Posted: October 13, 2016 in Uncategorized

In Port-au-Prince the rain was heavy and some rivers overflowed.  We ate soup with Heartline friends, John checked on the animals at the OKAY, and we prayed through the night as we listened to the wind and rain.  Port-au-Prince was protected by surrounding mountains, not so the countryside in the south.

eq-blog-1The currency of rural Haiti is gardens, fruit trees and animals.  Folks live day to day and depend on the mercy of their gardens to survive.  One bad thing can push them over the edge.  Sickness, a funeral or an animal dying can mean ruin.  Life is fragile enough without earthquakes or hurricanes.  When Matthew blew through, it uprooted or broke off trees, wiped out gardens, killed cows, goats and pigs and left people staring at the sky when it took their roof in a blast of wind.  Gone.  Many died and those who are left have to look out for cholera or they will die too.  Life is full of peril in rural Haiti, all are at risk.

eq-blog-2I went down south yesterday with some of my fellow Heartline folks.  We loaded up the truck with supplies and headed out at 4 A.M.  I took a thousand photos or more but only two need tell the story.  Flattened fields and houses without a roof.  Like a broken reel of film showing the same scene over and over I saw countless downed trees and houses gaping open, bare to the sun and rain.  Over and over and over and over.


Where Once There Stood Trees

Trees are wealth, living long lives nourishing the generations with their fruit and shade.  Gardens keep families fed and give them something to sell at market.  Mangoes, avocados and bananas turn into money for children’s school or medicine or cement to build a house.  It’s hard to comprehend what losing all this means for a rural Haitian community  Hurricane Matthew has thrown them off a cliff.  Trees take time, starving people don’t have any.  Gardens are lost.  People are hungry.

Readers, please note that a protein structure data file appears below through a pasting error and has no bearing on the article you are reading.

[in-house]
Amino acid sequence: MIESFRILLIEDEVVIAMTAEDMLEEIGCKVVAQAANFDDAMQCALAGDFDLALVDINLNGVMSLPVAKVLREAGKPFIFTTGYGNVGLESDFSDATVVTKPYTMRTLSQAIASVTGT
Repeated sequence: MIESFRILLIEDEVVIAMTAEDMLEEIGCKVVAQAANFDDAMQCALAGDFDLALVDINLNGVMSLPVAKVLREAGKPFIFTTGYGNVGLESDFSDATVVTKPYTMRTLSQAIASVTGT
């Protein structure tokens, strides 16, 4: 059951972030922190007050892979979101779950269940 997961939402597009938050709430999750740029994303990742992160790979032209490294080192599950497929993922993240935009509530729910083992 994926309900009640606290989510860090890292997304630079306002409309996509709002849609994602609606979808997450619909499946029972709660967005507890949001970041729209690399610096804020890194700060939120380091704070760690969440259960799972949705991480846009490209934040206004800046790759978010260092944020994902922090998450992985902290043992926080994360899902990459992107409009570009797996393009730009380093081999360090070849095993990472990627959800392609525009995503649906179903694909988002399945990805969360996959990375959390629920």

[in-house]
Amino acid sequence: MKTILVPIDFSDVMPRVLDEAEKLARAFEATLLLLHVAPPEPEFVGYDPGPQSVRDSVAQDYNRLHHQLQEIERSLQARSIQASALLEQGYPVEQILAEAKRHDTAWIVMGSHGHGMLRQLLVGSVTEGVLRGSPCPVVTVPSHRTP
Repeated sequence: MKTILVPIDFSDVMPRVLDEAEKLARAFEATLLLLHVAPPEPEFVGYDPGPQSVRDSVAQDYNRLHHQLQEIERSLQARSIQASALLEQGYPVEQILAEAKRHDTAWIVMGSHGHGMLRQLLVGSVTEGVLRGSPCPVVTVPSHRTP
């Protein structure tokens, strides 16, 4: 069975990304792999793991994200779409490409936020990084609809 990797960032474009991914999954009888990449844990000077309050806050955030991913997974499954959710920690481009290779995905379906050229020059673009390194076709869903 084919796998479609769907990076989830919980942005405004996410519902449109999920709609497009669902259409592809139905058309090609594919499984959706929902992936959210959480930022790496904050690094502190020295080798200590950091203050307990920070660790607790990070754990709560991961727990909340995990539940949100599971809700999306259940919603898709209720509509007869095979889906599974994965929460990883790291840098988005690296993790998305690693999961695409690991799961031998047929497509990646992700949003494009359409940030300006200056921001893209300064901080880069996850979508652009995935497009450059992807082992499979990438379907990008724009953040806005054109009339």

Matthew’s destruction made some areas unreachable.  Many are not getting the aid that is trying to reach them.  Heartline is reaching some.  We are helping families of our employees that have had huge losses.  We are also teaming up with other missions on the ground with emergency supplies.  Kelly Crowdis, our close friend who is a veterinarian, is making trips down south and helping people and animals.  No one knows like Kelly that when you save an animal you help a family.  She is heroic. 


He is 94 and she is 96. Their gardens are completely gone as well as most of their fruit and shade trees. Their home has been damaged, but they’re alive. Victims perhaps; survivors for sure. The look of dignity on his face says so much: ‘We will get through this; we will not give up. We are survivors.’

The needs are gigantic and long term.  The loss is catastrophic and more will be lost if they can’t be reached with aid.  Heartline will continue to be part of the relief effort.  Times like this are two fold, rescue and development.  First, aid and medical help is given so people stay alive then development starts when we give longer term help as in agriculture and education.  Normally Heartline is helping long term by strengthening families but when disaster strikes relief is needed.  Please consider helping Heartline with relief and then helping Heartline with development.  Haiti needs a future and a hope!  Haiti needs your help!

Click  here to help Heartline help people impacted by Hurricane Matthew

Beth McHoul

For a more in-depth understanding of the damaged caused by Hurricane Matthew please click here to read a powerful article that came out today in The Daily Beast. 

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